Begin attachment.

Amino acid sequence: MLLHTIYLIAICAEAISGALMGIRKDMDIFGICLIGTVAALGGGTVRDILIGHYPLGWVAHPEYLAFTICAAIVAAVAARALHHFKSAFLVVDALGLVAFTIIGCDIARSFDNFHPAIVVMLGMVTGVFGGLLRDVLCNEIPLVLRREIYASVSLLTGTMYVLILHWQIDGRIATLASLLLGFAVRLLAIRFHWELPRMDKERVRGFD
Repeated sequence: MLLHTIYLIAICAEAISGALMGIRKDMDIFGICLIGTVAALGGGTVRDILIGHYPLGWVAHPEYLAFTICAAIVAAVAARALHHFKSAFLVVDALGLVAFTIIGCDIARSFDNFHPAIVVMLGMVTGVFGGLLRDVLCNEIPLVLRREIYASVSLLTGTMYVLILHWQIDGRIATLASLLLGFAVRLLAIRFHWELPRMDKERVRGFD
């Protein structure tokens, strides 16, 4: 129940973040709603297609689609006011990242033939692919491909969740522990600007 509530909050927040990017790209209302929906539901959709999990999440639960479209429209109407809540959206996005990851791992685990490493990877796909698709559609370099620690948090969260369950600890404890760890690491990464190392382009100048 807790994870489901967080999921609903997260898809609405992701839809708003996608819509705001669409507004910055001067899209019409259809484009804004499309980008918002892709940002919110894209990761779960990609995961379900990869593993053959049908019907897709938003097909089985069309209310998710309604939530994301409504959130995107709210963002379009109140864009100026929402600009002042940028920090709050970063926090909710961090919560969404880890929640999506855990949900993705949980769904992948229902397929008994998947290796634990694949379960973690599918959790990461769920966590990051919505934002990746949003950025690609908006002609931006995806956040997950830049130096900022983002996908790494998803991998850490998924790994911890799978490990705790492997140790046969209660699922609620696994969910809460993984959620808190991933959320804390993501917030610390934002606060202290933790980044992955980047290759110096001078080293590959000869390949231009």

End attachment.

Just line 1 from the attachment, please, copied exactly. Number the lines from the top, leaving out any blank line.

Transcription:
Amino acid sequence: MLLHTIYLIAICAEAISGALMGIRKDMDIFGICLIGTVAALGGGTVRDILIGHYPLGWVAHPEYLAFTICAAIVAAVAARALHHFKSAFLVVDALGLVAFTIIGCDIARSFDNFHPAIVVMLGMVTGVFGGLLRDVLCNEIPLVLRREIYASVSLLTGTMYVLILHWQIDGRIATLASLLLGFAVRLLAIRFHWELPRMDKERVRGFD